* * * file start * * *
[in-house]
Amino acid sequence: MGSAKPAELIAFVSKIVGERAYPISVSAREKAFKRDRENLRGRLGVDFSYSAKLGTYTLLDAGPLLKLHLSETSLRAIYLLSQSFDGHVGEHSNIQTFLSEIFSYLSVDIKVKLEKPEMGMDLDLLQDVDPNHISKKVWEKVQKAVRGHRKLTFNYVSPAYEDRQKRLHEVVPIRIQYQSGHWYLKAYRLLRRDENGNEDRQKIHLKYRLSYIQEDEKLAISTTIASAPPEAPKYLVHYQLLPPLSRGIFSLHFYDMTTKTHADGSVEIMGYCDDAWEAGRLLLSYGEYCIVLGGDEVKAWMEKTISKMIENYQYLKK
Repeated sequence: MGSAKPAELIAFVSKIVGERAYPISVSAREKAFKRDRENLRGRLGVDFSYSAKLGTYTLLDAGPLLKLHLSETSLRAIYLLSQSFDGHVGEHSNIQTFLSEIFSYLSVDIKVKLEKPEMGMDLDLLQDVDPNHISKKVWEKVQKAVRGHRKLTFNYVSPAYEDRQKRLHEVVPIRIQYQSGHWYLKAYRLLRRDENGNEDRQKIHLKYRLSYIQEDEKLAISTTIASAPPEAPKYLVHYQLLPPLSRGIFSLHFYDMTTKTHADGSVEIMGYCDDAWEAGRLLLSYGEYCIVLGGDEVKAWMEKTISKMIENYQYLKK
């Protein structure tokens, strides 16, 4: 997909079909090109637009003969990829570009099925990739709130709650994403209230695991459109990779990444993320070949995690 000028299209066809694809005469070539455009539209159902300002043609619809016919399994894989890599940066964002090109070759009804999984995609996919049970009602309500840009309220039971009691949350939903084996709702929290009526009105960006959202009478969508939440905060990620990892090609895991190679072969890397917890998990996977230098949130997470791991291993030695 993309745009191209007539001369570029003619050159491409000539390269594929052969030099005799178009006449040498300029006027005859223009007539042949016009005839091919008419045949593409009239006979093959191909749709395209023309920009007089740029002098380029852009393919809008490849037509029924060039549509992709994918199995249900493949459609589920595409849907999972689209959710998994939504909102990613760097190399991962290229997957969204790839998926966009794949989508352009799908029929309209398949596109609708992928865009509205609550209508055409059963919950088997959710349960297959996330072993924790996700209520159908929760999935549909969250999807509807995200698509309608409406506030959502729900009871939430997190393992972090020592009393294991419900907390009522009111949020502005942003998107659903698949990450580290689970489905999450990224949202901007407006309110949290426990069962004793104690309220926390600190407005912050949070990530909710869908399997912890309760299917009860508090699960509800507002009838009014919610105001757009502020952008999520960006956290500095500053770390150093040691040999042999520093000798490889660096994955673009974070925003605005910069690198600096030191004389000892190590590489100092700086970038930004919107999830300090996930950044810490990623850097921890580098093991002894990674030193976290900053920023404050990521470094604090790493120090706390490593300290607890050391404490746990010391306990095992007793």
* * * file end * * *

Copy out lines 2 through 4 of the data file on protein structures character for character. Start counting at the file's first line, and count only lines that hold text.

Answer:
Amino acid sequence: MGSAKPAELIAFVSKIVGERAYPISVSAREKAFKRDRENLRGRLGVDFSYSAKLGTYTLLDAGPLLKLHLSETSLRAIYLLSQSFDGHVGEHSNIQTFLSEIFSYLSVDIKVKLEKPEMGMDLDLLQDVDPNHISKKVWEKVQKAVRGHRKLTFNYVSPAYEDRQKRLHEVVPIRIQYQSGHWYLKAYRLLRRDENGNEDRQKIHLKYRLSYIQEDEKLAISTTIASAPPEAPKYLVHYQLLPPLSRGIFSLHFYDMTTKTHADGSVEIMGYCDDAWEAGRLLLSYGEYCIVLGGDEVKAWMEKTISKMIENYQYLKK
Repeated sequence: MGSAKPAELIAFVSKIVGERAYPISVSAREKAFKRDRENLRGRLGVDFSYSAKLGTYTLLDAGPLLKLHLSETSLRAIYLLSQSFDGHVGEHSNIQTFLSEIFSYLSVDIKVKLEKPEMGMDLDLLQDVDPNHISKKVWEKVQKAVRGHRKLTFNYVSPAYEDRQKRLHEVVPIRIQYQSGHWYLKAYRLLRRDENGNEDRQKIHLKYRLSYIQEDEKLAISTTIASAPPEAPKYLVHYQLLPPLSRGIFSLHFYDMTTKTHADGSVEIMGYCDDAWEAGRLLLSYGEYCIVLGGDEVKAWMEKTISKMIENYQYLKK
């Protein structure tokens, strides 16, 4: 997909079909090109637009003969990829570009099925990739709130709650994403209230695991459109990779990444993320070949995690 000028299209066809694809005469070539455009539209159902300002043609619809016919399994894989890599940066964002090109070759009804999984995609996919049970009602309500840009309220039971009691949350939903084996709702929290009526009105960006959202009478969508939440905060990620990892090609895991190679072969890397917890998990996977230098949130997470791991291993030695 993309745009191209007539001369570029003619050159491409000539390269594929052969030099005799178009006449040498300029006027005859223009007539042949016009005839091919008419045949593409009239006979093959191909749709395209023309920009007089740029002098380029852009393919809008490849037509029924060039549509992709994918199995249900493949459609589920595409849907999972689209959710998994939504909102990613760097190399991962290229997957969204790839998926966009794949989508352009799908029929309209398949596109609708992928865009509205609550209508055409059963919950088997959710349960297959996330072993924790996700209520159908929760999935549909969250999807509807995200698509309608409406506030959502729900009871939430997190393992972090020592009393294991419900907390009522009111949020502005942003998107659903698949990450580290689970489905999450990224949202901007407006309110949290426990069962004793104690309220926390600190407005912050949070990530909710869908399997912890309760299917009860508090699960509800507002009838009014919610105001757009502020952008999520960006956290500095500053770390150093040691040999042999520093000798490889660096994955673009974070925003605005910069690198600096030191004389000892190590590489100092700086970038930004919107999830300090996930950044810490990623850097921890580098093991002894990674030193976290900053920023404050990521470094604090790493120090706390490593300290607890050391404490746990010391306990095992007793």